“I’m on the phone, and he’s standing there ranting and raving,” Cooley said. But officers never came.

Then at 11:28 p.m., another call. This time to report a shooting.

“I didn’t think they’d shoot us,” Cooley remembered. “I thought it was just some kind of bluff.”

According to officers’ accounts in court documents, at least one of the men shot six bullets into the front porch of the home Cooley shares with his roommate, Elizabeth Fisher, and her daughter, Allye Weaver, who were both inside with Cooley.

Cooper and Prichard were arrested late Monday night. They were charged Tuesday with first-degree assault and malicious harassment.

Cooley said that had officers come before, they could have prevented the two men from peppering the Wiscomb Avenue home, bullets flying past their heads into the living room. One bullet hit Fisher’s TV.

Laiva said Thursday he didn’t know what was said in the call, but was sympathetic to the situation. He said it was possible officers were tied up with other incidents and weren’t able to respond quicker.

“He called in to report the assault, and I know there was some time that had passed before the assault and the shooting before our officers responded to the shooting,” he said.

Police said Cooper is a 12-time convicted felon. As a 20-year-old he committed malicious mischief. His crimes continued, ranging from drug possession, trespassing and traffic offenses.

When he was 22, police arrested him for burglarizing a home and stealing firearms. He has since had convictions for drugs, assault, stealing guns, eluding police, burglarizing homes, identity theft, resisting arrest and possessing weapons as a felon. In 2014, he was arrested on suspicion of escape while in custody, however the charge was dismissed.

In response to the attack on Cooley, leaders from Spokane gathered at the Spokane County Courthouse on Wednesday. During the gathering, police Chief Craig Meidl said the department would “absolutely not tolerate this kind of hate,” and would “pull out all of the stops to bring further acts of hate to justice.”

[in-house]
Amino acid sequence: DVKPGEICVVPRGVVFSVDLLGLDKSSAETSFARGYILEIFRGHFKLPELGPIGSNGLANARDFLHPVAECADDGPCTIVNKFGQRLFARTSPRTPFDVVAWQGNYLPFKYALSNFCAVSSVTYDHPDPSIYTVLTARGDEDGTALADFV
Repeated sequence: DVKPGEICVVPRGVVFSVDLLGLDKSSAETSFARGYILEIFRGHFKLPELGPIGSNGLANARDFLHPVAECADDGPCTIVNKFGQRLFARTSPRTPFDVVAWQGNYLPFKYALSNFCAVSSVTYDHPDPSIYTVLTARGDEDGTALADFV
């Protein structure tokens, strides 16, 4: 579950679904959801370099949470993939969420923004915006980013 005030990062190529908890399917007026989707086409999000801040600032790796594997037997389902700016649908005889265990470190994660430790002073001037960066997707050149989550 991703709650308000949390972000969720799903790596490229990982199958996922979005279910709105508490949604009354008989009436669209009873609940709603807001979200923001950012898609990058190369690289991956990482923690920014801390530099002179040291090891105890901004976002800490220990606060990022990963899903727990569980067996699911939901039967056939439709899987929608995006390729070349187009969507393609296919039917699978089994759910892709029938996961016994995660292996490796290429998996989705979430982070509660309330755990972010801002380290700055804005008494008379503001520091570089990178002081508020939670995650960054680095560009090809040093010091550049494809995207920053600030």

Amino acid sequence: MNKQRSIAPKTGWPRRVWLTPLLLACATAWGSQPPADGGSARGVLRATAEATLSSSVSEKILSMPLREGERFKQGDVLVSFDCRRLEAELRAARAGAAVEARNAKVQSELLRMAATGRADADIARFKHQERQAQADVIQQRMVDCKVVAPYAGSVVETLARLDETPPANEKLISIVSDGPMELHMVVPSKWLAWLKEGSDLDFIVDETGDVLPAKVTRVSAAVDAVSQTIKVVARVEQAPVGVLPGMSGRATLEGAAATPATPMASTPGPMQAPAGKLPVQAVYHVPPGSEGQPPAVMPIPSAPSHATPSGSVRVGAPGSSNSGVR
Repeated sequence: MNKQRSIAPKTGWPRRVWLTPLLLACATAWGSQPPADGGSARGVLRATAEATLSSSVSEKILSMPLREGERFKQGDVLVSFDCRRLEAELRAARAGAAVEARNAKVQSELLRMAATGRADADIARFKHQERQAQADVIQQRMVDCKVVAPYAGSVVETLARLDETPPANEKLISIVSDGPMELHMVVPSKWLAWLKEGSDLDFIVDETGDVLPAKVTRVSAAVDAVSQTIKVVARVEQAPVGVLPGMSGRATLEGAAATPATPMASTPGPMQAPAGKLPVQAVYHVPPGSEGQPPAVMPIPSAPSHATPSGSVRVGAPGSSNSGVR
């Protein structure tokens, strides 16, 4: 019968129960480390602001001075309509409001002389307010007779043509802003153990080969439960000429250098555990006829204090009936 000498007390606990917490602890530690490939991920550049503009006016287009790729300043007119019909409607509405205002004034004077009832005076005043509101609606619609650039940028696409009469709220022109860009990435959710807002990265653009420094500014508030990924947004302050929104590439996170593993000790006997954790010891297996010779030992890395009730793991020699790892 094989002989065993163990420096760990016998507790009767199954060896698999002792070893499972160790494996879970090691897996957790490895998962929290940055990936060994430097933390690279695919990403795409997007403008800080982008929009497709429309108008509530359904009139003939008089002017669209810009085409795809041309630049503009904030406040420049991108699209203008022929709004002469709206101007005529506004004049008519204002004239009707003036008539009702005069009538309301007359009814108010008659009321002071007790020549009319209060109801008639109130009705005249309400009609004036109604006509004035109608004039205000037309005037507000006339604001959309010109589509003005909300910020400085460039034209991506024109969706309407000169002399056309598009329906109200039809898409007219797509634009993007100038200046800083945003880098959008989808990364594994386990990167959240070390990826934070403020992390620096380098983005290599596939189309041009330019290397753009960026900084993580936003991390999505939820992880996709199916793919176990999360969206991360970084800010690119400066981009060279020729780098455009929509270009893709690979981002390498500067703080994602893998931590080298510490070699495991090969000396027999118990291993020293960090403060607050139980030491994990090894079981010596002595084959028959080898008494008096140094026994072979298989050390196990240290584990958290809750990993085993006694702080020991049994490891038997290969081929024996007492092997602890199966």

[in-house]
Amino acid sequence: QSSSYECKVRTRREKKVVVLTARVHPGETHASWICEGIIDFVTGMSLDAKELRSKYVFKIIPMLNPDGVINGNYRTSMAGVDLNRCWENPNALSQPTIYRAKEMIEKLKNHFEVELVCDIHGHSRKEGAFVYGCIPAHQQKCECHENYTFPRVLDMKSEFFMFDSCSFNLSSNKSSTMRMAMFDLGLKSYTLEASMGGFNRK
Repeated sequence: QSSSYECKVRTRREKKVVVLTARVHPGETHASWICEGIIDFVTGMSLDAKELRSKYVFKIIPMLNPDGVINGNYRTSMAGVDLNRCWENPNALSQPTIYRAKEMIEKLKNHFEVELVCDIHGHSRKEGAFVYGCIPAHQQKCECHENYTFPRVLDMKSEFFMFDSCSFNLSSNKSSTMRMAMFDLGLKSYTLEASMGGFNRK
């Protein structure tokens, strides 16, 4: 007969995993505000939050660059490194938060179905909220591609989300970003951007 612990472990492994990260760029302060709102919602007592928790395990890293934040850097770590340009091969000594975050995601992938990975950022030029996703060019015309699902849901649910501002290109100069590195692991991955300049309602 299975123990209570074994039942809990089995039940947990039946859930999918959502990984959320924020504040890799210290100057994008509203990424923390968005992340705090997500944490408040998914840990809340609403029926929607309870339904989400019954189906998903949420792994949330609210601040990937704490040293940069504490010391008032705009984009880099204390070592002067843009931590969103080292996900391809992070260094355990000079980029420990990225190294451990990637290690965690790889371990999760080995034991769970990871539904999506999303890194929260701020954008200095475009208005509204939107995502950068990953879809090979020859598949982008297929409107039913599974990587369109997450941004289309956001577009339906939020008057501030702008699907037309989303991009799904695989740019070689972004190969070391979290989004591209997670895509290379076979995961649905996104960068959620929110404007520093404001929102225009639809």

Thursday morning, the FBI opened a civil rights investigation into the matter.

“The FBI will work with the Spokane Police Department to review all available facts and evidence to assess if there is a federal civil rights violation,” FBI spokeswoman Ayn Dietrich-Williams wrote in an email. “We are concerned about elements of the incident because any crime that is potentially hate-motivated is not only an attack on the victim, but threatens and intimidates an entire community.”

On Thursday afternoon, Phillip Tyler and other members of the Spokane County Human Rights Task Force purchased a new TV for Fisher and delivered it to her home.

“This is not about charity … it’s about community,” Tyler wrote in an email. “A community coming together to help, in one small way, to make this family whole again.”

Cooley said the police, FBI and community response have all been uplifting, but he didn’t really need them anyway. Even before he learned of the response, he said he’d get along “just fine.”

But what he can’t get out of his mind is the sheer randomness of it all – how those men, in those moments, chose him.

“I was trying to make him invisible, but it didn’t work,” he said. “This guy hates me for no reason. I don’t even know his name. I never even really met him.”